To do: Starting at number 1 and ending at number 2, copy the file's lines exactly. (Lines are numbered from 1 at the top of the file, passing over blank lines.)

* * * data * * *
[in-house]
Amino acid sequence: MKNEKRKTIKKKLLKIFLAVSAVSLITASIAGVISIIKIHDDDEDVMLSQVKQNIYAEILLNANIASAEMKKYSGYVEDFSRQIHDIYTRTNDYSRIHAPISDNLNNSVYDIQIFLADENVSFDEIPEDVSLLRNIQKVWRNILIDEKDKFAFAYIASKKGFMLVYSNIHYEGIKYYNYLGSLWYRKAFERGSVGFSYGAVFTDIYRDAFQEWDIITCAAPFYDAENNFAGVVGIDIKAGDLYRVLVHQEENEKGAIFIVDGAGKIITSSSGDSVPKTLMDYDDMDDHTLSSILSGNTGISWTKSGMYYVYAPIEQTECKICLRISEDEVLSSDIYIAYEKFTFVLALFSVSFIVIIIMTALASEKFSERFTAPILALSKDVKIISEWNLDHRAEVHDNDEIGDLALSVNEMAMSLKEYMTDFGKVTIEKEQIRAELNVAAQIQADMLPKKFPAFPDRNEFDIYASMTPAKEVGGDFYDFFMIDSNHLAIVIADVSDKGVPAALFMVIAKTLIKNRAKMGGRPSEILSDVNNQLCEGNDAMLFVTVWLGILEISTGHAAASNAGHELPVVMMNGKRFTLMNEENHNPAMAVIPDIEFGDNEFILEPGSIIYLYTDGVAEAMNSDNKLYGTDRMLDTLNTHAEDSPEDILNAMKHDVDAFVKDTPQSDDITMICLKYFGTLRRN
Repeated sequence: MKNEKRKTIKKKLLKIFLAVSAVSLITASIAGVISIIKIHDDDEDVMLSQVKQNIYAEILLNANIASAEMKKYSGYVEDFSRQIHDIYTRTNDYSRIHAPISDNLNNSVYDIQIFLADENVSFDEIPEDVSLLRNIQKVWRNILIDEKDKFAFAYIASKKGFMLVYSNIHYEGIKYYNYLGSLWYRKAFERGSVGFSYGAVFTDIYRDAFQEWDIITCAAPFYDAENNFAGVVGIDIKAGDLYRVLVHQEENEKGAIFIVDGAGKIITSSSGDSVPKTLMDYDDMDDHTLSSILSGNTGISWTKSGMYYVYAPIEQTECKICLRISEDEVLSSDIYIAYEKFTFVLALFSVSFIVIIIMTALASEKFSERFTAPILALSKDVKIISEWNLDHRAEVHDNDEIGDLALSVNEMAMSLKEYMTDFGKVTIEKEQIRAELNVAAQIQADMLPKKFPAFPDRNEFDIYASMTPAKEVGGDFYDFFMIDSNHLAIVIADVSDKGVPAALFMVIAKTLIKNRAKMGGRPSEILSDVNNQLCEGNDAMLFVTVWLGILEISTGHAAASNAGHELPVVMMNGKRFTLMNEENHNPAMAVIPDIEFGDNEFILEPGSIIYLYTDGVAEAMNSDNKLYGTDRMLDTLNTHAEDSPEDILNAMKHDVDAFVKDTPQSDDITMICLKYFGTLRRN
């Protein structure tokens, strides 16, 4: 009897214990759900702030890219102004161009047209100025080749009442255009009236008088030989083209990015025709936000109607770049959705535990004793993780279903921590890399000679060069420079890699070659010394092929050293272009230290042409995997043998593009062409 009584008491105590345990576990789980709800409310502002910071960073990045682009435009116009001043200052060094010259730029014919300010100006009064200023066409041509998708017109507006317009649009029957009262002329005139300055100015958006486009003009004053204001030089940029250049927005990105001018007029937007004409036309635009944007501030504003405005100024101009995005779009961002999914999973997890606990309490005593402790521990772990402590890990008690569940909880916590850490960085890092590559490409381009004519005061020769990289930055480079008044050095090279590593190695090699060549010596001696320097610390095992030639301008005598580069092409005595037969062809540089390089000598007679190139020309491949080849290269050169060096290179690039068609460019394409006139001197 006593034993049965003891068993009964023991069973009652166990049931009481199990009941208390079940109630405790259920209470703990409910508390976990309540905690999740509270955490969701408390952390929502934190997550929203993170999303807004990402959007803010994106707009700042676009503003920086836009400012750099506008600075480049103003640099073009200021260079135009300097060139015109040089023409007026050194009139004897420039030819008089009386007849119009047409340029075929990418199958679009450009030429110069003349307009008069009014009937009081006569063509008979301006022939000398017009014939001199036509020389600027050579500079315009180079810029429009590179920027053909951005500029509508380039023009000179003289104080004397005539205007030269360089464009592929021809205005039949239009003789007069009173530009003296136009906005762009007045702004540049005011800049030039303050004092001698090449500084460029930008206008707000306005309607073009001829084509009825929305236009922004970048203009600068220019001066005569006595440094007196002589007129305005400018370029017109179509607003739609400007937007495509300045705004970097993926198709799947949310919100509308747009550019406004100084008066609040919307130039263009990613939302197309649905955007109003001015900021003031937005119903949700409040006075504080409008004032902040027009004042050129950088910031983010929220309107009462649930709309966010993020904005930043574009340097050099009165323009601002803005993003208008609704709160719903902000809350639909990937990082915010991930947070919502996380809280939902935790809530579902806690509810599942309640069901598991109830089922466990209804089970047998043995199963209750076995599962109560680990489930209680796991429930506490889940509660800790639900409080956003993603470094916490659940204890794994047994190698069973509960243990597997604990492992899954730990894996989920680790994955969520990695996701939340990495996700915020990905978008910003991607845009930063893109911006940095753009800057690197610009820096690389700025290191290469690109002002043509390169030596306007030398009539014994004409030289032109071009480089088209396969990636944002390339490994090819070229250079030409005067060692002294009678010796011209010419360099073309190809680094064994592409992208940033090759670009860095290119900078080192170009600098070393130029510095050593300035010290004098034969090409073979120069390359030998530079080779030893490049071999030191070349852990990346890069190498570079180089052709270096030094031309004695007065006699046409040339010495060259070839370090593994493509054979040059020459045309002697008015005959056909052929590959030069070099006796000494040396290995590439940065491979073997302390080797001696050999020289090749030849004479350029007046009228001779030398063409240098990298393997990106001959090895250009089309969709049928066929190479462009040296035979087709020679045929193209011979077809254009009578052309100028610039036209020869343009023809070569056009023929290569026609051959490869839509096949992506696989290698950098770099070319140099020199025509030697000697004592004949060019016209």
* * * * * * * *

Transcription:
[in-house]
Amino acid sequence: MKNEKRKTIKKKLLKIFLAVSAVSLITASIAGVISIIKIHDDDEDVMLSQVKQNIYAEILLNANIASAEMKKYSGYVEDFSRQIHDIYTRTNDYSRIHAPISDNLNNSVYDIQIFLADENVSFDEIPEDVSLLRNIQKVWRNILIDEKDKFAFAYIASKKGFMLVYSNIHYEGIKYYNYLGSLWYRKAFERGSVGFSYGAVFTDIYRDAFQEWDIITCAAPFYDAENNFAGVVGIDIKAGDLYRVLVHQEENEKGAIFIVDGAGKIITSSSGDSVPKTLMDYDDMDDHTLSSILSGNTGISWTKSGMYYVYAPIEQTECKICLRISEDEVLSSDIYIAYEKFTFVLALFSVSFIVIIIMTALASEKFSERFTAPILALSKDVKIISEWNLDHRAEVHDNDEIGDLALSVNEMAMSLKEYMTDFGKVTIEKEQIRAELNVAAQIQADMLPKKFPAFPDRNEFDIYASMTPAKEVGGDFYDFFMIDSNHLAIVIADVSDKGVPAALFMVIAKTLIKNRAKMGGRPSEILSDVNNQLCEGNDAMLFVTVWLGILEISTGHAAASNAGHELPVVMMNGKRFTLMNEENHNPAMAVIPDIEFGDNEFILEPGSIIYLYTDGVAEAMNSDNKLYGTDRMLDTLNTHAEDSPEDILNAMKHDVDAFVKDTPQSDDITMICLKYFGTLRRN